June 8th, 2010
How to Start as an Illustrator


(originally published in 2005)
So many people have written me asking for advice I decided to put this short list together. Some of these things may be stating the obvious but I wanted to start simply so that you don’t get too overwhelmed with an enormous load of things to do. Be gentle with yourself. The goal in the beginning it to just start, forward movement in any direction is good. It helps to just get that feeling of accomplishment, when you come back from the mail and feel really good about sending out some cards.

1. Go to a library or bookstore and look for publishers, magazines, etc. that use work like yours, (in a similar style.) Find names of art directors & addresses on the masthead, (usually by the contents page, the masthead lists everyone who puts the issue together.) For publishers you may have to do some digging, look in Writer’s Markets, web pages, etc. ALWAYS be on the lookout for places, restaurants, posters, greeting cards, advertising, murals, comic books, products…etc. that your work would be suitable for. It will become natural for you after a while. Research:
Graphic Artist’s Guild
The Business of Illustration by Steven Heller
List of Research Journals, Magazines,and, U.S. and World Newspapers
Canadian Magazine Publisher’s Association

2. Once you get a name and address (start with 10 names and go from there). Do not overwhelm yourself too much, just start with a few! Send them samples. It could be color copies (good quality) or a printed piece. The MOST important thing to remember is that the work and samples be appropriate to their publication. notes: If your work seems to focus mainly on animals try Children’s magazines, animal magazines, licensing for products, etc., look for companies that already publish stuff similar to yours. It would not be cost effective for you to market to Time Magazine. When mailing you will usually have at least a 2 percent response, (I’ve found it to be more like 10 percent).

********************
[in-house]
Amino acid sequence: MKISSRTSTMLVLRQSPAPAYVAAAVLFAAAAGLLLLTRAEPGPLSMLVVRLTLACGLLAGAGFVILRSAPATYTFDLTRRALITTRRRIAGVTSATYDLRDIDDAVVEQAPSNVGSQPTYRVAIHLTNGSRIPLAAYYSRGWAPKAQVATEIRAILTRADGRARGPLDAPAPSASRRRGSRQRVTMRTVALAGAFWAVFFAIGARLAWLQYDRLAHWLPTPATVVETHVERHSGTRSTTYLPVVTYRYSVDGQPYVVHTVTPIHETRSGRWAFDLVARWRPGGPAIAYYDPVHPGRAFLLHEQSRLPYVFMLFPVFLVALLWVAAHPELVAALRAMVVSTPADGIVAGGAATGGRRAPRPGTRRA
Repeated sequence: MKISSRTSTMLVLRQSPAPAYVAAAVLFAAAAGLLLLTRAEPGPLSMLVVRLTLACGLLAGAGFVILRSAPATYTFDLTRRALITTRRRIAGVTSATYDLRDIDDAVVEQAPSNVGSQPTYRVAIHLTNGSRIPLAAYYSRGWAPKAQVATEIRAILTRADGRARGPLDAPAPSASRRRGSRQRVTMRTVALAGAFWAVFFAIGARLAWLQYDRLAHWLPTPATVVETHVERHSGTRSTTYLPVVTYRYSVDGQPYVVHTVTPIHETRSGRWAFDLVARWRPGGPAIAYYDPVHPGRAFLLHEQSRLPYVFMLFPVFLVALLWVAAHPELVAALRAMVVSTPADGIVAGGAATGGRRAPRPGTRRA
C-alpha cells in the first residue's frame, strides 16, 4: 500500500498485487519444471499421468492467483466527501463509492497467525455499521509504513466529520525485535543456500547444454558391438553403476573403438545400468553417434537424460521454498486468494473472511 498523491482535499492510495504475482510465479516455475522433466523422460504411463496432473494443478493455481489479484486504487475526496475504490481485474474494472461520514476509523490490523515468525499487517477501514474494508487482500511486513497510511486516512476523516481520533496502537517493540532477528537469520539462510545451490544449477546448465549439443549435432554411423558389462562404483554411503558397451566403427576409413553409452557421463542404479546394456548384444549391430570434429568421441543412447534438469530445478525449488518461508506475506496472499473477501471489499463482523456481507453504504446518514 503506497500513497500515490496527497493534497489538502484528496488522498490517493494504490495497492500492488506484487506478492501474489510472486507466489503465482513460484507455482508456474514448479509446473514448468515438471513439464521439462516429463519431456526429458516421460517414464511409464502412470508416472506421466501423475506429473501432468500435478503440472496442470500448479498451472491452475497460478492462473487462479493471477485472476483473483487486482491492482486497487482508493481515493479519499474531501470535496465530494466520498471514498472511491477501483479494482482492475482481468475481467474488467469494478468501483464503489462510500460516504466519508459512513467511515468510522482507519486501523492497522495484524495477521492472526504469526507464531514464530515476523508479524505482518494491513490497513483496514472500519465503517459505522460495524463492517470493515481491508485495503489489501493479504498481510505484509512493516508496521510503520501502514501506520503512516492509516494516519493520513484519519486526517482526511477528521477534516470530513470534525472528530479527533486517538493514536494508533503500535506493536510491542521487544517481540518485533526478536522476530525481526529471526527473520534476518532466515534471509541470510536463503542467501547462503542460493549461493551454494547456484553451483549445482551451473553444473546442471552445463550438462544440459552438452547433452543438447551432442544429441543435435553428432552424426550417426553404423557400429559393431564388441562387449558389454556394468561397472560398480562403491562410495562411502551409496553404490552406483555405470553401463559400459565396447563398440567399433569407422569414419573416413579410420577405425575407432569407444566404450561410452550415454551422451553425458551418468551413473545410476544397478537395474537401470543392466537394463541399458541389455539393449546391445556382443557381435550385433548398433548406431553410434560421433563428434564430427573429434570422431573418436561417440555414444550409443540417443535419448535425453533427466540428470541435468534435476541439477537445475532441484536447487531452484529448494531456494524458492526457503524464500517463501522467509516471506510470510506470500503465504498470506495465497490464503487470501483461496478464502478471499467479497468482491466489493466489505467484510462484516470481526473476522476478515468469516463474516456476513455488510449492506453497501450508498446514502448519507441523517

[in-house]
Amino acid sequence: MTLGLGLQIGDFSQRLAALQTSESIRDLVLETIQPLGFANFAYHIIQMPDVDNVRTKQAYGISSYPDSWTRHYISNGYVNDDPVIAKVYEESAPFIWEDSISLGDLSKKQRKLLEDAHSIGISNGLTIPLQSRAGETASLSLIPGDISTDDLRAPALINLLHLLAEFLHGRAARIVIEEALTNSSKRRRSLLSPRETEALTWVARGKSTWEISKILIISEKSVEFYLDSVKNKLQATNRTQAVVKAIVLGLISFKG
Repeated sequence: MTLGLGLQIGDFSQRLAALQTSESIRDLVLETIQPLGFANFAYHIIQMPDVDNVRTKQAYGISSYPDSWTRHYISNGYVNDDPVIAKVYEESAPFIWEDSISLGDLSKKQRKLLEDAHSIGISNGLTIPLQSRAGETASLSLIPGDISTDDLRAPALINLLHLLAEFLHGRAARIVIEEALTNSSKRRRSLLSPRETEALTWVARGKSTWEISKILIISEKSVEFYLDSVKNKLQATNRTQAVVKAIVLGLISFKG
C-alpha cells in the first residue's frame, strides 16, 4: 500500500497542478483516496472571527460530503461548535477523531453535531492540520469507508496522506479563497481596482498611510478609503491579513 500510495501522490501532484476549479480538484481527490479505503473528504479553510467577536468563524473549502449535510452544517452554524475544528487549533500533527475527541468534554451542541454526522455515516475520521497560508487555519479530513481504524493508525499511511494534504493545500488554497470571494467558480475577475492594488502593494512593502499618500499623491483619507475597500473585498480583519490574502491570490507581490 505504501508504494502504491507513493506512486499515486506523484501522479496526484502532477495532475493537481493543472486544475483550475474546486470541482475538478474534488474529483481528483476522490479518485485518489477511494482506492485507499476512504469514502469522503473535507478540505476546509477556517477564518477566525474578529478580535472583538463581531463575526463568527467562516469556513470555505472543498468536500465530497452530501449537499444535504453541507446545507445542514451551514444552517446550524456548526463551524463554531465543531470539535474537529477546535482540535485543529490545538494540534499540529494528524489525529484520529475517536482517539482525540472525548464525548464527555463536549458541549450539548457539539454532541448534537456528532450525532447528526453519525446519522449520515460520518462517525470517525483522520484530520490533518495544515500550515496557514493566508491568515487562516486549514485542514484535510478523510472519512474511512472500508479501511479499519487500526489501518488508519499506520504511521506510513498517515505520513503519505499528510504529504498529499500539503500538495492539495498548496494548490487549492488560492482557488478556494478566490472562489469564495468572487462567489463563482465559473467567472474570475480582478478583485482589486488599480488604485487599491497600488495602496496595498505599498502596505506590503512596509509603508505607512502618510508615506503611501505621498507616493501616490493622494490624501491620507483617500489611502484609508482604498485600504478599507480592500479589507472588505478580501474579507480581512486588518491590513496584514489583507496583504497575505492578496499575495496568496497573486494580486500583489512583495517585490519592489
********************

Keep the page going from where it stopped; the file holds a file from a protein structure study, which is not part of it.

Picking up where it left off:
Also try to stick to one style when targeting clients, they need to know what to hire your for, (you want them to think “Comic-like, oh I need to call…insert your name here”)

3. For further help I highly recommend: -read Seven Steps to getting Published for advice on how to go about the creative part. -research promotional mailers and marketing for designers. Some simple techniques in bookbinding can be very helpful in coming up with some unique promotional mailers. A good book for this is Making Memory Books and Journals by Hand by Kristina Feliciano, Jason Thompson, and Barbara Mauriello. -Read: my recommended reading business & money section and “How to Make a living doing what you love” -make a business plan, starting with short term goals that are do-able (it will all get done, take it slow!) -if you haven’t been already, the “Art Talk” section of TheIspot is an excellent place to pick up info from people who have been in the business for a long time.